Too often, we define the disabled by their limitations. But the truth is, each person is capable in their own way, with everyone deserving of a chance to shine.
Directed and conceived by French choreographer Jérôme Bel, GALA features a massive 20 cast members onstage, with both amateur performers and professionals, including Timothy Nga, Fiona Lim and drag extraordinaire Becca d’Bus. GALA rifts on the theme of individualism and self-expression, using the power of the arts to change lives by allowing people from all walks of life to do something they love.
What happens during the performance itself is a series of dances and performances. 80 minutes flew by, of what can only be described as limitless joy and energy. The performance opened with a slideshow of various theatres around the world in all forms, perhaps to suggest that just as the cast is so diverse, so are the various spaces in which people can perform. The performers then came onstage, and showcased a variety of dance forms, from ballet, to waltz, to moonwalking to Michael Jackson’s Billie Jean. There was a clear demarcation of various styles and performance, yet somehow, the performance remained organic and well put together.
In the second part of the performance, entitled ‘Company Company’, various members of the cast led different segments, where the rest of the cast had to follow. Of these, Becca d’Bus no doubt stole the show, leading the cast in a rap number, featuring them gyrating wildly and causing great raucous laughter from the audience. Apart from her segment though, Timothy Ng, one of the two professional ballet dancers in the cast, impressed the audience and elicited ‘oohs’ and ‘ahhs’ as he flitted gracefully across the stage. Of course, apart from the professionals, the non-professionals also had their time in the spotlight. Margaret Ravelle, a wheelchair-bound woman, led the company in a touching song to the best of her abilities. Samuel Lim who is 7 years old, the youngest cast member, tore across and behind the stage with so much energy in an almost cartoon-like fashion reminiscent of the Road Runner, leaving the entire cast out of breath as they chased after him.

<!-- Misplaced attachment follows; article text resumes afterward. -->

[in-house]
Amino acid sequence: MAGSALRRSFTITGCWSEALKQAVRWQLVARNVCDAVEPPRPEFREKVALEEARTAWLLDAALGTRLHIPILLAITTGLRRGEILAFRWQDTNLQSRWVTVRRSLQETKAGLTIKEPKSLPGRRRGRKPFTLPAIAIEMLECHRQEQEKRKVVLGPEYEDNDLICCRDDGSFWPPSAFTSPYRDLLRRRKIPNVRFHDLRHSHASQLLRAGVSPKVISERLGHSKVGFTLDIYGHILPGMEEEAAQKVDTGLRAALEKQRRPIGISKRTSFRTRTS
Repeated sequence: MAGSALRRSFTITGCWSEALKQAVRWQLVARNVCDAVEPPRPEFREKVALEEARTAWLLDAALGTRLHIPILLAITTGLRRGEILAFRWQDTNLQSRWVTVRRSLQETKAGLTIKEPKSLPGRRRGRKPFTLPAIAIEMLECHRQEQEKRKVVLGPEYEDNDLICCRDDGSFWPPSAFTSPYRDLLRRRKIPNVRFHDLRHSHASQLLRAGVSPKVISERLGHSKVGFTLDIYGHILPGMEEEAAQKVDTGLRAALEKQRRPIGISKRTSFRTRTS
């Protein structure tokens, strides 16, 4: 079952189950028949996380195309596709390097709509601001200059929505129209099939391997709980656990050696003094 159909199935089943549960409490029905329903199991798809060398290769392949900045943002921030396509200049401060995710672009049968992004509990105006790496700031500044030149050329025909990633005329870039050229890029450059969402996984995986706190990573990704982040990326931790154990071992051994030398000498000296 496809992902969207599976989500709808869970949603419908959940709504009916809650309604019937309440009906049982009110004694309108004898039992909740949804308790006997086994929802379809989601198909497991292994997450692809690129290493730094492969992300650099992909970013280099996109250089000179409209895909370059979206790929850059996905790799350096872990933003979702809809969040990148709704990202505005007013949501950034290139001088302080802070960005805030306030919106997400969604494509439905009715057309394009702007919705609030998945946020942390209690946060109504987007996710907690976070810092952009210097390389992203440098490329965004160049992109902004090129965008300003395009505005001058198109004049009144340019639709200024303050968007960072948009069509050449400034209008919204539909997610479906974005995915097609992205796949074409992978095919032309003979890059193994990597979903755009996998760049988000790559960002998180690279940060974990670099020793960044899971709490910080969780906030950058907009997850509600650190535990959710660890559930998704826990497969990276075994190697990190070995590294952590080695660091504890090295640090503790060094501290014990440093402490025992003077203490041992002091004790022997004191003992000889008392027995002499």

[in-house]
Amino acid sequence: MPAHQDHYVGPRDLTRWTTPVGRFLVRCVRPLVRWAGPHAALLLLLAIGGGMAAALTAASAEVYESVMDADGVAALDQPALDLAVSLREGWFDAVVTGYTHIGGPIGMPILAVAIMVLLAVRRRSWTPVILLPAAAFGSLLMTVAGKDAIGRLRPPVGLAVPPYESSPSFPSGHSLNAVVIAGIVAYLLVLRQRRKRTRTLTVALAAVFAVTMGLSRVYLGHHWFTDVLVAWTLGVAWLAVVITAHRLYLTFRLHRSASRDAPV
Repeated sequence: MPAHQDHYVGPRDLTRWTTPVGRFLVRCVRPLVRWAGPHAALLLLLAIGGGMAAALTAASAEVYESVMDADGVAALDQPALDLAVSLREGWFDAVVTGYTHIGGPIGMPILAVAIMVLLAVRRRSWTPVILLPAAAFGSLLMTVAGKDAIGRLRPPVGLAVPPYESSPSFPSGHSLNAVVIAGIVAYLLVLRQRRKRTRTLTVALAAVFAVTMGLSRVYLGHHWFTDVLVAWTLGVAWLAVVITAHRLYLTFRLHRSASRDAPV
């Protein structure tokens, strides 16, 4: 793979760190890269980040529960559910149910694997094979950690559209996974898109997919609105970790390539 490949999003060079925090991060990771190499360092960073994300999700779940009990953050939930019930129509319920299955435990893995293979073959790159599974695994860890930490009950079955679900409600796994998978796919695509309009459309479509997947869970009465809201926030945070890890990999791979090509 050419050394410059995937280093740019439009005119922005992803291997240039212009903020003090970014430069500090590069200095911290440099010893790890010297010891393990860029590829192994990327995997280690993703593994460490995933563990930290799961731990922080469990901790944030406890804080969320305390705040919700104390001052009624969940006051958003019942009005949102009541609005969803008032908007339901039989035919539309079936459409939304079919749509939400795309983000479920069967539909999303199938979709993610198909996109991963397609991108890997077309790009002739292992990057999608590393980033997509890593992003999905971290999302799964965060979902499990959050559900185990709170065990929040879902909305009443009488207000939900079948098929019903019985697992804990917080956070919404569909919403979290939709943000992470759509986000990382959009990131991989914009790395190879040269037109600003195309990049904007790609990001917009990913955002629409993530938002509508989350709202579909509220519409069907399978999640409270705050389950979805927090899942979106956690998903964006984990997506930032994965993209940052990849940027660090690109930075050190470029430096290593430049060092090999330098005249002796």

Ending off the performance was Timothy Nga, who led the cast in a rendition of Liza Minelli’s ‘New York New York’, in true musical theatre fashion with a little twist – the cast changed the final utterance of ‘New York New York’ in the lyrics to ‘Singapore Singapore’. The cast then bowed together in unison, in contrast to a previous segment featuring the cast bowing in different ways, showing a strength in solidarity and togetherness in spite of differences.
I clapped heartily at the end of this thoughtful, well-conceived performance that left a deep feeling of warmth in my heart. GALA is the spiritual successor of a 2014 piece by Bel titled Disabled Theatre, and here we see how by virtue of staging this, Theatreworks has proven that there are no barriers to becoming an artist when the stage is set. There is (idealistically) no discrimination, no hate in the theatre world, and seeing the diverse cast onstage perform with their souls tonight makes me believe in that end goal just a little more. Top marks to Tay Tong and Ong Keng Sen for making this possible, instilling belief and hope in a world of arts for all.